• For people on a very restricted salt intake, I would not have them eat brined chicken. However, for those just watching salt it’s ok as long as you use limited salt in the rest of the meal preparation. The end amount of salt really varies based on how much salt is in the brine and how long it soaks for. If you’re concerned, use less salt in the brine and brine for less time. Hope that helps!

  8. Mmm…this looks awesome! I love that you served it with one of my favorite sides–kale chips. Everything looks delicious! 😀

  9. This looks amazing!! Thank you so much for posting-have been desperate for some direction on delish roast chicken!!

  10. Slipping ingredients between the skin and the meat is a great trick for keeping dry-prone poultry moist!

    For those who are skin-wary, you can peel the skin right off after you’re done using it in the oven to insulate moisture. You might lose a few presentation points, but I don’t think you’re average home-diner is looking for restaurant grade plating from a homecooked meal.

    Also, try a thin layer of liquid at the bottom of whatever you have your chicken in to keep the bird moist if you’re afraid of salty brining.

    Great work!

  11. What’s a preserved lemon?

  12. […] The Best Roast Chicken Breast « Nutrition by Eve: Moderation, Balance & Variety […]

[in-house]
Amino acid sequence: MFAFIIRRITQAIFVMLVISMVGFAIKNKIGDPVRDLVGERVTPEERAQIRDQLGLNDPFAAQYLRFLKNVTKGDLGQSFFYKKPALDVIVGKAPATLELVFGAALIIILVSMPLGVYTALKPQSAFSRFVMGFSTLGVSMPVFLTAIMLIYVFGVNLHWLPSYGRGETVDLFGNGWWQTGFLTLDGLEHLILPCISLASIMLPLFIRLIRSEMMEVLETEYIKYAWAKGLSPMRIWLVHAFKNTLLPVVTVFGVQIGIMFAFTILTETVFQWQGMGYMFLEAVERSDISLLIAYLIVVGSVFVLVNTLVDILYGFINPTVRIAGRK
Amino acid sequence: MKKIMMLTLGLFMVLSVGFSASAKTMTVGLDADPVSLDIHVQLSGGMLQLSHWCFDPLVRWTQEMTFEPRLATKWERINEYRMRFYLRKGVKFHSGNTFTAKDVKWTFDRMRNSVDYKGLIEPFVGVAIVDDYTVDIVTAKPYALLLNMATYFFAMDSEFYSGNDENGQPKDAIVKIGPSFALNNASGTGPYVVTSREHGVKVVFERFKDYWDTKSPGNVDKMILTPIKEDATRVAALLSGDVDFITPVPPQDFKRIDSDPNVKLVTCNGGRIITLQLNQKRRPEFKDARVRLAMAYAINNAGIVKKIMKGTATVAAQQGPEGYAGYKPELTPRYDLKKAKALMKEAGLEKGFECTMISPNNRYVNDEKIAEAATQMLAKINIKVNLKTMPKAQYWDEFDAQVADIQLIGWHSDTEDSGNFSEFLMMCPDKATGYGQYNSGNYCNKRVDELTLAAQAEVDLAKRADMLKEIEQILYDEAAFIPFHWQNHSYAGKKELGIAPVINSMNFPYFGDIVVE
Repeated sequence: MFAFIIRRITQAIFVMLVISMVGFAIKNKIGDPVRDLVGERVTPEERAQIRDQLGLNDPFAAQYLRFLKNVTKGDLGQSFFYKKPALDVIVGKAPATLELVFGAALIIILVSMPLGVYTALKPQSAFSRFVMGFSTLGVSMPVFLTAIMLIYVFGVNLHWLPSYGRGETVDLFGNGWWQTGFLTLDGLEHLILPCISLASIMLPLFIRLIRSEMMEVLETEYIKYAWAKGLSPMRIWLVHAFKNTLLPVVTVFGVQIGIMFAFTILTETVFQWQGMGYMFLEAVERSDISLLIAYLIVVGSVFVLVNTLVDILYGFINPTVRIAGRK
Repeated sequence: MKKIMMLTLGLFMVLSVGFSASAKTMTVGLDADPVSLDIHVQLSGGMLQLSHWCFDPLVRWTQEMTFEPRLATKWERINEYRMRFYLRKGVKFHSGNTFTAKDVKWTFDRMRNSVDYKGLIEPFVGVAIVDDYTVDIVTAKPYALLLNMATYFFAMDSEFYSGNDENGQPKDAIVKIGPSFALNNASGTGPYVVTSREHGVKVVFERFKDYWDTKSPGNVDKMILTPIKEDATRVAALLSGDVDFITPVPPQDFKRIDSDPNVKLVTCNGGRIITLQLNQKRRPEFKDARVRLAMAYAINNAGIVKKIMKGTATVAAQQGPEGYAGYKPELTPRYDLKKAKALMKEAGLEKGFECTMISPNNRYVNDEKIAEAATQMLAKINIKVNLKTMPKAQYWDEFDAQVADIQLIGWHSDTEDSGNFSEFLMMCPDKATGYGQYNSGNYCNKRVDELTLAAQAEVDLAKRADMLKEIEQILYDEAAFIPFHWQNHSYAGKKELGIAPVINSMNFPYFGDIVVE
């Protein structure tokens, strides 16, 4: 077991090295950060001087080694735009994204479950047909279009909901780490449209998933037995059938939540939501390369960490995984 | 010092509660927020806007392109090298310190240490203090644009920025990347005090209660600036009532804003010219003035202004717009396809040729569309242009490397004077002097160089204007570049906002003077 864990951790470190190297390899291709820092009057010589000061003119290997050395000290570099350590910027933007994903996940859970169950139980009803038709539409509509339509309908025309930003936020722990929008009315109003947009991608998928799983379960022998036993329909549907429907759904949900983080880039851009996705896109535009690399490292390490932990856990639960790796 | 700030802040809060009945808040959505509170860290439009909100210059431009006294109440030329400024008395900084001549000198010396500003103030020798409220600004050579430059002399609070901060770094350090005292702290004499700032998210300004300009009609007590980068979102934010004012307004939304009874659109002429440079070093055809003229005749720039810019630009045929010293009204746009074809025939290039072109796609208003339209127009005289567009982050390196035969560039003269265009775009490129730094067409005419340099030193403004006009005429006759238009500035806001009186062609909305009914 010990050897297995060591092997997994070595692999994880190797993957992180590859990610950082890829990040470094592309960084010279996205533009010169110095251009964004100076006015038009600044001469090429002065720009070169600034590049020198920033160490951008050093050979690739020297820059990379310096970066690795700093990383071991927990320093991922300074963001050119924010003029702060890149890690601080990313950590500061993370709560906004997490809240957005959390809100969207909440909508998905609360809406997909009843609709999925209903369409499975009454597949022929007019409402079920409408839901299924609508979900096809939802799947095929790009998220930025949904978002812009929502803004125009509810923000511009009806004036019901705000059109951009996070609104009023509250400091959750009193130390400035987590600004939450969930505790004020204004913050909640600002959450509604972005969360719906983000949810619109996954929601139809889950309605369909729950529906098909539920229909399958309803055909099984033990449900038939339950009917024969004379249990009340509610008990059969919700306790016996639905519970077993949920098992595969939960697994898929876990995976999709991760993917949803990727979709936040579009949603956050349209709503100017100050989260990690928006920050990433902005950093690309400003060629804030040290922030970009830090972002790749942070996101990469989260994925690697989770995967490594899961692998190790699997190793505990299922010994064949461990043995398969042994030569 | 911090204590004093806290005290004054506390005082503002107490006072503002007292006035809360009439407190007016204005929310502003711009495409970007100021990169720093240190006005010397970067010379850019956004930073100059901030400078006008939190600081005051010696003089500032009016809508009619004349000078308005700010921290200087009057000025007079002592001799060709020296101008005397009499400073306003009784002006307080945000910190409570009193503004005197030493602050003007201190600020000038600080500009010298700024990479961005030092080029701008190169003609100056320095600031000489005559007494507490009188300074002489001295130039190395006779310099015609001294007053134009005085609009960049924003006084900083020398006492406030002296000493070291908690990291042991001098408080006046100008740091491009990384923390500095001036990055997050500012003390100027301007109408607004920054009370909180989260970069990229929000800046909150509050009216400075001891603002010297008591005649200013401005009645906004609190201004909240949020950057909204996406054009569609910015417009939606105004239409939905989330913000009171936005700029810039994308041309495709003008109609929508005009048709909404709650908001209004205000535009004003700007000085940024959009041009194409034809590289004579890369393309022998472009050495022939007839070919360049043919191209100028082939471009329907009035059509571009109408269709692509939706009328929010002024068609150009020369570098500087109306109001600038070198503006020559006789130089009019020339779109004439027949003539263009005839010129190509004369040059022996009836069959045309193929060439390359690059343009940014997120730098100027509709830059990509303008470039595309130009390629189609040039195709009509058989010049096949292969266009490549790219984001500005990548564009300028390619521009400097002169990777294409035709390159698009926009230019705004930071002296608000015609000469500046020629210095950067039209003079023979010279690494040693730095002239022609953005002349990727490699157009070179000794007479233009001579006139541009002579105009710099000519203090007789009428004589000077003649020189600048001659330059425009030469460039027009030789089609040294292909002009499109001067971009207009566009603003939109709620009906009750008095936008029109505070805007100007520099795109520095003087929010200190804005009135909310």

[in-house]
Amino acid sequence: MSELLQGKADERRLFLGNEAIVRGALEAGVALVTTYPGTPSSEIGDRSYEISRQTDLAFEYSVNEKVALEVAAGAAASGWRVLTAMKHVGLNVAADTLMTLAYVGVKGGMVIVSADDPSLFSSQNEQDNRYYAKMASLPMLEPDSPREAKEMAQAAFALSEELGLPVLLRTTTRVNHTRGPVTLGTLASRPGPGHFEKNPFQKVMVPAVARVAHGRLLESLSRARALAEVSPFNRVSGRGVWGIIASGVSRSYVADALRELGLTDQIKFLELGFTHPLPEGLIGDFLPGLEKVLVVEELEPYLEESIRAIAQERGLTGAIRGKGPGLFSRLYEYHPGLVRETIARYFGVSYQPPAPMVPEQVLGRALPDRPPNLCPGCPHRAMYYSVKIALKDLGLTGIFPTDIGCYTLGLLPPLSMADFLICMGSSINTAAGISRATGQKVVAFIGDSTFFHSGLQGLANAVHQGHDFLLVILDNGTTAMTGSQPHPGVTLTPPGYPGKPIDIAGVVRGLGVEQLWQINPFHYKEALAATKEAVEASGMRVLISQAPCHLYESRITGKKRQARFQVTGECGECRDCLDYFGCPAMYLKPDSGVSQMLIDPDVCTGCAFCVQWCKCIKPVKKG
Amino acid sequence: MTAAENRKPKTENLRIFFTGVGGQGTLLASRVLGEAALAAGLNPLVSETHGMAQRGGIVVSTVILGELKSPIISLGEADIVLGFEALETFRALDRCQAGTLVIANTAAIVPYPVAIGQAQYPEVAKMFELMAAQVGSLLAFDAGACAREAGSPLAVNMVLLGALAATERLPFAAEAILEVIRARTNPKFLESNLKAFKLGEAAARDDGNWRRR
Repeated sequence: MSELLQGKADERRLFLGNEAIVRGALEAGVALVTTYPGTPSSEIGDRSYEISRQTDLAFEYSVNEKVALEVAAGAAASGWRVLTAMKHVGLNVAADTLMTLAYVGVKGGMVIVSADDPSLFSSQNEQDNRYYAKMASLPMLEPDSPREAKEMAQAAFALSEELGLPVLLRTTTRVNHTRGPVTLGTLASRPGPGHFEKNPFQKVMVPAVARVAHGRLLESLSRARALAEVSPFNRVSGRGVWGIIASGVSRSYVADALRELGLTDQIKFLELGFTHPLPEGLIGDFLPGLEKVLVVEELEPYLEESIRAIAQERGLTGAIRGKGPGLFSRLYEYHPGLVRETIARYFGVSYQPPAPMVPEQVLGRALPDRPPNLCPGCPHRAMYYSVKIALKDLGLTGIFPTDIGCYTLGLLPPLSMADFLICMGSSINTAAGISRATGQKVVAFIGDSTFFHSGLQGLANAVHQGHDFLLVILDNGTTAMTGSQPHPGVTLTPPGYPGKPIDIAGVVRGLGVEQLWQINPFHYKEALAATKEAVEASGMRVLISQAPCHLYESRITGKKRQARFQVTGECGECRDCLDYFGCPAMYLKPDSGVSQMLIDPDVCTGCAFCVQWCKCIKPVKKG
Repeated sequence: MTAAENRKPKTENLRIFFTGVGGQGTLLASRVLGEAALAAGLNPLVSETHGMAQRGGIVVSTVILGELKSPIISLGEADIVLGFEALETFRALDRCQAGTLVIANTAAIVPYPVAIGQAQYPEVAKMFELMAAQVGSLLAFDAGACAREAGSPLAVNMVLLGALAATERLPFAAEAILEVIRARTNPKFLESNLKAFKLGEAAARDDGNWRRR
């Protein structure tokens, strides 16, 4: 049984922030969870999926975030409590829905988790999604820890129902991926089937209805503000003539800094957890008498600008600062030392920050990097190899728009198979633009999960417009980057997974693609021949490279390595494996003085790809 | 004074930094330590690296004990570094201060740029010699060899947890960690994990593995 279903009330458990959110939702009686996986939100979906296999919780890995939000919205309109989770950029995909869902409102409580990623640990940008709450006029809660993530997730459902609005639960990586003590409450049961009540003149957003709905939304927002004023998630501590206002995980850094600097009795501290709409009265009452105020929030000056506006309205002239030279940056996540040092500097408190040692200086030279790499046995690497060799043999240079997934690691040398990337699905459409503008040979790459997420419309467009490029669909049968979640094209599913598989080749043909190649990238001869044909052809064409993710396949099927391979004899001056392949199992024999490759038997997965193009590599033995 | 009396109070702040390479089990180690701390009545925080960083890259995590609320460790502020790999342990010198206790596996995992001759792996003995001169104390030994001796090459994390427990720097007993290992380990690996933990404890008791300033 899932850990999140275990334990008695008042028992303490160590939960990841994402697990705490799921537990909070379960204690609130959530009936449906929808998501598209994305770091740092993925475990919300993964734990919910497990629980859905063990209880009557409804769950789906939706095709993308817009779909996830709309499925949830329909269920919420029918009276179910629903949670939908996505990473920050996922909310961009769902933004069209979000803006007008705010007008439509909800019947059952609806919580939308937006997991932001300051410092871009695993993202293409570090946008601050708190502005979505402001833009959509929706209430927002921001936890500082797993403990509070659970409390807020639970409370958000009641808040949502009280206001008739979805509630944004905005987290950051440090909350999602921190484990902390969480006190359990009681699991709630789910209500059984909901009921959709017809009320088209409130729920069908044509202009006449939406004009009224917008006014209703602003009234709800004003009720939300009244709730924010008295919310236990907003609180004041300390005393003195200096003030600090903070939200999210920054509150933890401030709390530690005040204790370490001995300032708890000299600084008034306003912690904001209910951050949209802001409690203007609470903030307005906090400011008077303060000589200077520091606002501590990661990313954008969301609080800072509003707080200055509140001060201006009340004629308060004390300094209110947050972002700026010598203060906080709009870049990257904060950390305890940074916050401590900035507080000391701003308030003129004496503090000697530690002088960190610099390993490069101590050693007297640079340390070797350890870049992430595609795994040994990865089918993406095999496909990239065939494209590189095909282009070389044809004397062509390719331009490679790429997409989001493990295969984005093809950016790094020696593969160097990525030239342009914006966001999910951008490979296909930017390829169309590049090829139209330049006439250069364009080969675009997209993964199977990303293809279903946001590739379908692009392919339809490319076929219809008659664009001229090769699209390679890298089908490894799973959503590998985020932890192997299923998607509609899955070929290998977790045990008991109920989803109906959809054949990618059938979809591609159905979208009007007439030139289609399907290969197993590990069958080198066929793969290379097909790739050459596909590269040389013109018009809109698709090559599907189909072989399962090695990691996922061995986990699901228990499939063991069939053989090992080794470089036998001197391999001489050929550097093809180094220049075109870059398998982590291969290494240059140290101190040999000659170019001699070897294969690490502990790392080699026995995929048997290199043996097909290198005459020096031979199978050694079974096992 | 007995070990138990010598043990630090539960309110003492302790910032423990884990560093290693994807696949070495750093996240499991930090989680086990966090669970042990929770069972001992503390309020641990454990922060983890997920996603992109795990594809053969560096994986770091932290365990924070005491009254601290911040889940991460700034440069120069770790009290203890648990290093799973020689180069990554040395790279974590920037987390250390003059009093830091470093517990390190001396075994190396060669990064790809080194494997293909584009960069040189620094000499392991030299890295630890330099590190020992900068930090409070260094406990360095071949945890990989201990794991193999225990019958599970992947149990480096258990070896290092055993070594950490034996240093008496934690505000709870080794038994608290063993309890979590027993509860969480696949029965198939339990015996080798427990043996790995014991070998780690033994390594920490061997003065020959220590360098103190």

13. this chicken looks great!

  14. i cannot speak english very well, but, Ithink you are a perfect husband, you husband must be proud with you, because you make a the best roast chiken breast

  15. so can you make this with skinless boneless chicken breasts which is what we normally buy?

    • Yes – just brine and cook for less time. I can’t give exact times because it depends on the weight, but do some google searching once you know how much they weigh to get time estimates.

  16. This looks tasty! Thank you!

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  18. Just by looking at the picture really made me hungry. Thanks for sharing this recipe to us as I would surely try this one out tonight and serve my family a special dinner. It would really go well with a cold glass of coffee krups that is made from my new coffee maker. Kudos!

  19. What is preserved Lemon?